There is merit, however, to respondent's contention that he has shown his financial inability to comply with the terms of the support order and thus should be relieved of the commitment order. Family Court Act § 455 (2) provides that a court, "if satisfied by competent proof that the respondent is financially unable to comply with [a support] order may, upon a showing of good cause until further order of the court, modify such order and relieve the respondent from the commitment order". Family Court's conclusions appear to be based on few facts in the record, namely, that respondent made arrangements to have a certain job interview postponed until court action regarding support payments was completed; that respondent was coincidentally fired after an income execution on his salary was filed; that respondent has not been able to obtain more lucrative employment; and that respondent took a field trip to the Bahamas after selling his business. On the other hand, the record discloses numerous attempts to successfully comply with the order of support, including borrowing money or, in the alternative, to have the support order modified so as to render compliance practicable. Family Court's emphasis on respondent's alleged access to funds is not well founded in this record. There was much testimony concerning the financial status of respondent's mother from which the court could have assumed that funds were available to him, including the fact that respondent had resided with his mother rent free from 1981 and that she appears willing to offer financial assistance to him. However, the mother's financial status cannot be said to be respondent's status.

In the case at bar, the record does not demonstrate a failure to make support payments accompanied by an absence of any attempt to modify the order of support, nor does it demonstrate the failure to use any part of respondent's wages to make support payments while regularly employed so as to constitute prima facie evidence of willfulness (see, Family Ct Act § 454 [3] [a]; see also, Matter of Sands v Sands, 105 A.D.2d 788, lv dismissed 64 N.Y.2d 767). Respondent made partial support payments and, at the same time, made several attempts to have the support order modified. To deprive a person of liberty by commitment to prison, the willful violation of a prior court order must be established by clear and convincing evidence (Matter of Cox v Cox, 133 A.D.2d 828; Bulow v Bulow, 121 A.D.2d 423). Such evidence is not presented here. The commitment of respondent is not warranted on this record.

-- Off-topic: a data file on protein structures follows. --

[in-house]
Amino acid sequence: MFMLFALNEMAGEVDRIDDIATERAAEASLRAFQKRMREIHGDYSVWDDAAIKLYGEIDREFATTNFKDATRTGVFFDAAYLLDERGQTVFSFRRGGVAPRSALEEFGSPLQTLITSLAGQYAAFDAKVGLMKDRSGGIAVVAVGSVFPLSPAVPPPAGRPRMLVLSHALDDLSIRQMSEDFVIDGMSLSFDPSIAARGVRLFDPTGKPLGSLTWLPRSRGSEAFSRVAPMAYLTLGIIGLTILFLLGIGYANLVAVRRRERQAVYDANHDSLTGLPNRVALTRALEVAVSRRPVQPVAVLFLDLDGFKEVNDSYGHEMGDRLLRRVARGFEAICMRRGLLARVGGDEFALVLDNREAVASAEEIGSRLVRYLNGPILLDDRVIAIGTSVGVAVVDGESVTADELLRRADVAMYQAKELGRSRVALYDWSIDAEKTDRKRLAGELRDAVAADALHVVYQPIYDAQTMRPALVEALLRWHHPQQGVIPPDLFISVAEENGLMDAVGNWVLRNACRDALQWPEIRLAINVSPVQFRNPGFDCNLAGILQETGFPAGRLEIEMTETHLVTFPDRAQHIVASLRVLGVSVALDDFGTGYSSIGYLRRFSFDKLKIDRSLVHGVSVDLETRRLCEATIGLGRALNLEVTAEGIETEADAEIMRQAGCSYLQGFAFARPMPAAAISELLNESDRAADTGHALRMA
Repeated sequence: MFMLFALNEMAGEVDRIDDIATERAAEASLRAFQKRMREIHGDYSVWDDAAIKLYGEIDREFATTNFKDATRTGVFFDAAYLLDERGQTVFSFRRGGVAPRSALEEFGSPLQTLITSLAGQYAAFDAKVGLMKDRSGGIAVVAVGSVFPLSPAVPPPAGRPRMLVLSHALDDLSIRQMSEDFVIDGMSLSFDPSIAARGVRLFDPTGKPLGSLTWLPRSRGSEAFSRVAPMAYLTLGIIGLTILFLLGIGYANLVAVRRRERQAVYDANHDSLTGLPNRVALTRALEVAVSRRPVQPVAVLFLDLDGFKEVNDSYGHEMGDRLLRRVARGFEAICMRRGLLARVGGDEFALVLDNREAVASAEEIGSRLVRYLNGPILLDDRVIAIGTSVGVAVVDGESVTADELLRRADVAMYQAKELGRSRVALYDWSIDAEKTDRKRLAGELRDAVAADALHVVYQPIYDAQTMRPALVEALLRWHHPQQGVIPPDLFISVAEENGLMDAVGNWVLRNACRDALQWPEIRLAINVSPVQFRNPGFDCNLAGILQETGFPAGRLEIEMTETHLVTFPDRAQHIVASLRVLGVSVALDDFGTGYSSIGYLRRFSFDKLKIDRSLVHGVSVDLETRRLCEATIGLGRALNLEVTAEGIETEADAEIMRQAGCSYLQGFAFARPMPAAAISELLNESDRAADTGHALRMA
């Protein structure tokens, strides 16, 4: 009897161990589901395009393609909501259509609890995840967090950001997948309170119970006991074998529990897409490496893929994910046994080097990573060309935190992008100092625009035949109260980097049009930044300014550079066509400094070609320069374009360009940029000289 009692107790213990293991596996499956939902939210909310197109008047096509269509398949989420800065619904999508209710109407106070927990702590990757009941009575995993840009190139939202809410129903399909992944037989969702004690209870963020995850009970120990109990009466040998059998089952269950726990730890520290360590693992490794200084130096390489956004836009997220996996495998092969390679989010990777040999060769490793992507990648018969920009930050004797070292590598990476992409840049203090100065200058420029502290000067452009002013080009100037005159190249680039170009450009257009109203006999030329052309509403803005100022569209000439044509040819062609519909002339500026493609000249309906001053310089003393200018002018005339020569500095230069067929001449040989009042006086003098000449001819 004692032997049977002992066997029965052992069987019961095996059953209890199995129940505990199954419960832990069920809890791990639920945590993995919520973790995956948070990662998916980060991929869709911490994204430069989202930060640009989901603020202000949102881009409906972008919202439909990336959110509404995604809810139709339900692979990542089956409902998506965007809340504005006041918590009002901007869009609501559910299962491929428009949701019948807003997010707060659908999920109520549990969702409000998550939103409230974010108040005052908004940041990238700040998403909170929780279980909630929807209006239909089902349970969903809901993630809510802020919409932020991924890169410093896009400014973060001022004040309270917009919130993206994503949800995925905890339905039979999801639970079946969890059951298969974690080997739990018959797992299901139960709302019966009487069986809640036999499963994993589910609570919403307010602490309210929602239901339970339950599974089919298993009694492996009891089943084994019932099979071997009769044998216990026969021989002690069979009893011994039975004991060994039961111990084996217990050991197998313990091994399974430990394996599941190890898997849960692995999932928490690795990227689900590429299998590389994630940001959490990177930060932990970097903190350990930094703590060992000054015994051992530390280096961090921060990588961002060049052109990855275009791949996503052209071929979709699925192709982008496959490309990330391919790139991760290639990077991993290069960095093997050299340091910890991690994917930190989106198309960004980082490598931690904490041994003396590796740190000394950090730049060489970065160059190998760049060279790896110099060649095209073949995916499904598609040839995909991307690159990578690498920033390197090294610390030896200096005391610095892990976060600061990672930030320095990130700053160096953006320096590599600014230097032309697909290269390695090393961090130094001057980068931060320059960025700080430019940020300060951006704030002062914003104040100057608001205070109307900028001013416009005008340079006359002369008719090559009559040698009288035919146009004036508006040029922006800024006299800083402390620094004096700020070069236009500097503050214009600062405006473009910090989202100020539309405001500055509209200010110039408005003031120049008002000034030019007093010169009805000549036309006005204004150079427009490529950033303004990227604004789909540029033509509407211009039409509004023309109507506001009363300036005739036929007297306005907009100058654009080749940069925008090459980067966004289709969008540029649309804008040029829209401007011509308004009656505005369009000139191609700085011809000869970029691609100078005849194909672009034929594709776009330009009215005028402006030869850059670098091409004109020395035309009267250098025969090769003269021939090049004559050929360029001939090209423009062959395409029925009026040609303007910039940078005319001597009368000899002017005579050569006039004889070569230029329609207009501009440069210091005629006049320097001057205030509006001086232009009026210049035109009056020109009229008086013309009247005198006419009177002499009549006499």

CASEY, J. P. (concurring in part and dissenting in part).

In my view, there is sufficient evidence in the record to support Family Court's finding that respondent is capable of carrying out the provisions of the prior order and that he failed to do so while he was employed, while he was receiving unemployment insurance benefits and after he was reemployed. As noted by Family Court, respondent is required to use his assets and earning powers to maintain the marital standard of living (see, Hickland v Hickland, 39 N.Y.2d 1, cert denied 429 U.S. 941). Accordingly, I would affirm the order entered January 25, 1988.

Appeal from order entered April 15, 1987 dismissed, without costs.

Order entered January 25, 1988 reversed, on the law, without costs, and matter remitted to the Family Court of Saratoga County for a new trial on the issue of respondent's support obligations.